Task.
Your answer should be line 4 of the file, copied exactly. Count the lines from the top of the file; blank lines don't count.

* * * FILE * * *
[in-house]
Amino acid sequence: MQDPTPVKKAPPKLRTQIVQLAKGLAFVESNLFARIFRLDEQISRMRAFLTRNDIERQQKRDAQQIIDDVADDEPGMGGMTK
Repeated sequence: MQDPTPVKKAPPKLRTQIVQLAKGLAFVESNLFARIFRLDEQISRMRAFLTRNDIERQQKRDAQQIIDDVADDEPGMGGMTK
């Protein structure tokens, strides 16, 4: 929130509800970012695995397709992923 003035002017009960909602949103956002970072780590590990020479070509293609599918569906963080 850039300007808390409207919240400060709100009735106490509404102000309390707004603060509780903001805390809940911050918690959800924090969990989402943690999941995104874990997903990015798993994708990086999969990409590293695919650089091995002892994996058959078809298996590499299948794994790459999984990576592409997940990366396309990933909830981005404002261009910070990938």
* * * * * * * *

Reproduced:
């Protein structure tokens, strides 16, 4: 929130509800970012695995397709992923 003035002017009960909602949103956002970072780590590990020479070509293609599918569906963080 850039300007808390409207919240400060709100009735106490509404102000309390707004603060509780903001805390809940911050918690959800924090969990989402943690999941995104874990997903990015798993994708990086999969990409590293695919650089091995002892994996058959078809298996590499299948794994790459999984990576592409997940990366396309990933909830981005404002261009910070990938």